by Jeremy Borovitz
My first interaction with Moishe House happened about three years ago, when a brash young Peace Corps volunteer from a Ukrainian village was invited to see what Moishe House Kiev had to offer.
On a Sunday night, 25 other young Jews had gathered in an apartment to talk about an upcoming Jewish holiday – I want to say it was Shavuot, but I could be mistaken – mainly to spend time with other Jews their age. As soon as I walked in the doors, I was bombarded with friendships, greetings and smiles galore. Within five minutes of arriving at Moishe House Kiev, I found a friendly Jewish community.
What impacted me most about Moishe House’s recent Shabbat retreat in Latvia (‘Shabbat 2.0: Re-imagining Rest for the 21st Century’) was the palpable sense of community. Somewhere within the in-gathering of these young Jews, the homes they create or are a part of in their respective countries were immediately transported to a small resort an hour outside of Riga. As Elizabeth Smirnova, a conference attendee and frequent guest at Moishe House Moscow elegantly said, “It exceeded my best expectations of community.”
For European and American Jewry alike, in the aftermath of the Second World War, the synagogue was deemed the focal point of the Jewish experience and communal life. But as Europe’s borders began to open and technological changes shrunk the world, the synagogue model – constricted to a particular place in a particular location – no longer serves the needs of a fast paced, on-the-go generation.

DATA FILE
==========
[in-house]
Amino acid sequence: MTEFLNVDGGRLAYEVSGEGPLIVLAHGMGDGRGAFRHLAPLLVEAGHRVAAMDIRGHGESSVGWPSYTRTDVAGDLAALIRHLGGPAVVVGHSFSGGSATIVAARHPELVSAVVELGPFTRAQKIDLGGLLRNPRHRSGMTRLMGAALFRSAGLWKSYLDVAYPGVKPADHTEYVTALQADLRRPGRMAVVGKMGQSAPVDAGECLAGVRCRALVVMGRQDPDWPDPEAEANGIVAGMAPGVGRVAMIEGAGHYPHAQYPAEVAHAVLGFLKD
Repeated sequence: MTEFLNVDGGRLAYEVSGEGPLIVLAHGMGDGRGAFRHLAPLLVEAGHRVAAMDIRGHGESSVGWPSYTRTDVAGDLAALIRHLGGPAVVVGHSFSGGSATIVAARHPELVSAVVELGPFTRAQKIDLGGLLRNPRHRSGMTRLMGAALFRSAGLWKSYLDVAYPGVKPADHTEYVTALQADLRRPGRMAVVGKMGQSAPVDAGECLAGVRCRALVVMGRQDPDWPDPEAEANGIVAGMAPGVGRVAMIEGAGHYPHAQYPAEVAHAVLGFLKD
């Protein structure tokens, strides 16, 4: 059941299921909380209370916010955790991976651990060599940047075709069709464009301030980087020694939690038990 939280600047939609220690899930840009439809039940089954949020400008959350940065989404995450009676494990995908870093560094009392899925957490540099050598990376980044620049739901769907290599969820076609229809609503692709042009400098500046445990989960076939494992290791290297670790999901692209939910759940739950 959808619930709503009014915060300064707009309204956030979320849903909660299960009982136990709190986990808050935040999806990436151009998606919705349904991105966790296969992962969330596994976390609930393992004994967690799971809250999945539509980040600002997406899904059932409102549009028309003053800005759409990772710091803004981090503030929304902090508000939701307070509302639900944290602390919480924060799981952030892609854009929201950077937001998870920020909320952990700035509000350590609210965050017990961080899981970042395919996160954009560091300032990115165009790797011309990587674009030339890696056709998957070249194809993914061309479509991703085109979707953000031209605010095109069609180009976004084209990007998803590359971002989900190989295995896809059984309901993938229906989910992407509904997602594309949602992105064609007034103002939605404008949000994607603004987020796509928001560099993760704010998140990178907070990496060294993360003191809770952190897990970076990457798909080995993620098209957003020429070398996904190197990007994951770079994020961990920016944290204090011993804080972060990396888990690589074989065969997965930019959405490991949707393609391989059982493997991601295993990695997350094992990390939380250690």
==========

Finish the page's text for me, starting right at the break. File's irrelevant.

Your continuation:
The individuals who gathered at this retreat – 33 Jewish young adults from 12 different cities around Europe, a mixture of Moishe House residents, alumni who used to live in a Moishe House, and community members who attend Moishe House programs or hope to start one soon in their region – may not belong to synagogues, but they are firm in their commitment to moulding a new Jewish future. And in a twist that my socialist ancestors almost certainly would not have predicted, they were there to learn how to create Shabbat experiences that could strengthen their communities.
The atmosphere in every one of the sessions – geared towards the how and why of Shabbat rituals and practices, exploring participants’ personal relationships to Shabbat, and dreaming up new ways to create the best possible Shabbat programming for their communities back home – was electric. These were people yearning to learn, to share, to grow – all eager to contribute to the group dynamic.
Never mind that the participants spanned the liberal religious spectrum, from Modern Orthodox to pure secularism. A Jew who may never have been to synagogue listened raptly to talk of the laws of Shabbat. A girl who only recently discovered her Judaism talked about how she manages to observe Shabbat in a meaningful, unique way. An individual from the former Soviet Union grappled with Torah texts, fighting with and for its meaning, all the while learning to deliver a Dvar Torah. A prospective Aliyah to Israel brought others to tears with her call for Jewish unity.